I’m Your Man, 2004

Written as Timothy James Beck with Timothy J. Lambert, Timothy Forry, and Jim Carter.

A wedding, a baby, a gossip columnist with an agenda, a glam-goth teenager, an executive assistant who looks like Jennifer Lopez, a massage therapist, a career change, a centuries-old rift between two New Age dowagers, and a mouthy parrot. What do these things have in common? They all complicate the lives of ad exec Blaine Dunhill and soap star Daniel Stephenson in Timothy James Beck’s third novel, I’M YOUR MAN. Can two nice Midwestern boys living in Manhattan accept that sometimes being in control means letting go?

Someone Like You, 2006

Written as Timothy James Beck with Timothy J. Lambert, Timothy Forry, and Jim Carter.

At the Mall of the Universe, you can get anything you want. Marc Jacobs shoes. Hugo Boss suits. Food. Drinks. Dry cleaning. A room at the five-star hotel or a lane at the bowling alley. Of course, some things are harder to come by. Just ask…

Vienna. She’s one beautiful sister who’s not going to be dependent on any man ever again, thanks to her cheating, should-be-dead ex. When she’s not selling overpriced mascara to rich snobs, Vienna’s checking out the scenery. Not that she wants another man. Much. Good thing she can tell it all to…

Davii. The top hairdresser at CosmicTology is fast with a wickedly funny quip and with his shears. Nobody puts one over on Davii. But what he really craves is a nice guy to come home to. A guy who makes him want to be a better person. A guy who looks an awful lot like…

Derek. He never planned to become a kept man, but it’s hard to give up Belgian waffles delivered by room service. But no more. It’s time for New Derek—new life, new friends, new job. And who better to help him take those baby steps toward independence than…

Christian. Cool and savvy, he’s cornered the market on charm. His sales skills have won him a fawning clientele. There’s nothing he can’t do, no point he can’t score, no woman he can’t woo. But there’s a first time for everything.

Meeting for coffee, dishing over drinks, dealing with heinous bosses, scheming backstabbers, clueless customers, and the occasional object of desire, four new friends are about to discover the joys of shopping for love in a place where what you need most might just be where you least expect to find it.

When You Don’t See Me, 2007

Written as Timothy James Beck with Timothy J. Lambert and Jim Carter.

BEING INVISIBLE IS NICK DUNHILL’S M.O.

For nineteen years, he’s been the “one who disappears” to his disapproving Midwestern family. And now in New York City, a metropolis of anonymity built on not making eye contact, he feels right at home. Walking in the streets of the Village, sneaking into dive bars, cleaning apartments, and trying to co-exist in a cramped apartment with his three roommates, Nick’s trying to find his way without doing anything to put his wounded heart at risk, all the while wondering, “Does anything last?”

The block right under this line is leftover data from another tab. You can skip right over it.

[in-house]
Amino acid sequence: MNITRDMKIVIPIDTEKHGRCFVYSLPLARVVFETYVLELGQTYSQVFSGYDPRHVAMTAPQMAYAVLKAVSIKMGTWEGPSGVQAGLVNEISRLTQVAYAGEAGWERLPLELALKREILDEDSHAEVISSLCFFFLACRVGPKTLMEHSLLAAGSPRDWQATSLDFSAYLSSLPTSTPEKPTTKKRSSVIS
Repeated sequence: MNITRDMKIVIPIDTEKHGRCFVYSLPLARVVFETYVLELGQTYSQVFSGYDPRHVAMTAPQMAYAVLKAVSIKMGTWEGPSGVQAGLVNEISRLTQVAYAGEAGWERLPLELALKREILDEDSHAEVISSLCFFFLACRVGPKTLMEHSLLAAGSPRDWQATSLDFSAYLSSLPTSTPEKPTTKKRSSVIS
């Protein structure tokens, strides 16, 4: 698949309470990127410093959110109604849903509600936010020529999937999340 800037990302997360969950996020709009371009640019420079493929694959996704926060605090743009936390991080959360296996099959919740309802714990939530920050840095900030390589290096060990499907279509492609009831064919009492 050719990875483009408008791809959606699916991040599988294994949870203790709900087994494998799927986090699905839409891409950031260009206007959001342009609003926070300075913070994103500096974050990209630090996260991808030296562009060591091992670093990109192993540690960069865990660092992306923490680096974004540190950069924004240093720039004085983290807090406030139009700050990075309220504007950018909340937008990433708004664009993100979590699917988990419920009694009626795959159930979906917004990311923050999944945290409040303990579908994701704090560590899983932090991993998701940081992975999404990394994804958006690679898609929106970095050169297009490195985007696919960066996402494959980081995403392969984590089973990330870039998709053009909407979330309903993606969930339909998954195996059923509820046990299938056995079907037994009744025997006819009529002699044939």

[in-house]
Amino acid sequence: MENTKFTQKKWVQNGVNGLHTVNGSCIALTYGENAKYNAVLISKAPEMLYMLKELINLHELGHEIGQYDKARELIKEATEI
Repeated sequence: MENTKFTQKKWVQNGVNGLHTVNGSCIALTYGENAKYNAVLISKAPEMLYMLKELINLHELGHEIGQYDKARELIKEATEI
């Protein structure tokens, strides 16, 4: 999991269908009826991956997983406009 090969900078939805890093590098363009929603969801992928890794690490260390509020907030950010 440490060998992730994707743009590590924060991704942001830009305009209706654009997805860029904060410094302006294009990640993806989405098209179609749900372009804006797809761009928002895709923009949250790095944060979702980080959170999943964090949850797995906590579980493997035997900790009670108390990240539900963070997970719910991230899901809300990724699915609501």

But Nick’s vanishing act is about to be challenged in ways he never dreamed. Little by little, he’s being forced into the land of the living—into relationships and opportunities, love and sex, truth and acceptance, into the heartbreaking secrets of his past and the hopeful chances of his future. And the more visible Nick becomes, the more he realizes that in life and love, disappearing is not an option…

A Coventry Wedding, 2009

The large print hardcover edition of A Coventry Wedding.

Zimtsterne mit Zuckerkuss, 2008

The German language edition of A Coventry Christmas.

More from Becky:

Becky’s short story “Never Judge a Book” is included in this collection from Alyson Books.

Inspired by Harley Jane Kozak and invited to contribute by Greg Herren, Becky talks a little about writing on the November 6-12 page of Insight Out’s 2006 daily calendar.

Becky’s A Girl With Secrets can be found at Purse Stories.

4 Responses to My Writing and Editing

  1. Lynn Brown says:

    What are you working on now? My Mom loves the Coventry Books!

    • Becky says:

      Thanks for telling me.

      Would you believe I have FIVE books working in my head and nothing getting done on paper? It’s crazy. I don’t know why it’s all in my brain only.

  2. Chris says:

    Hey just wanted to say that I loved “Three Fortunes in One Cookie” and didn’t realize it was a collaboration. I’m off to check out your other books.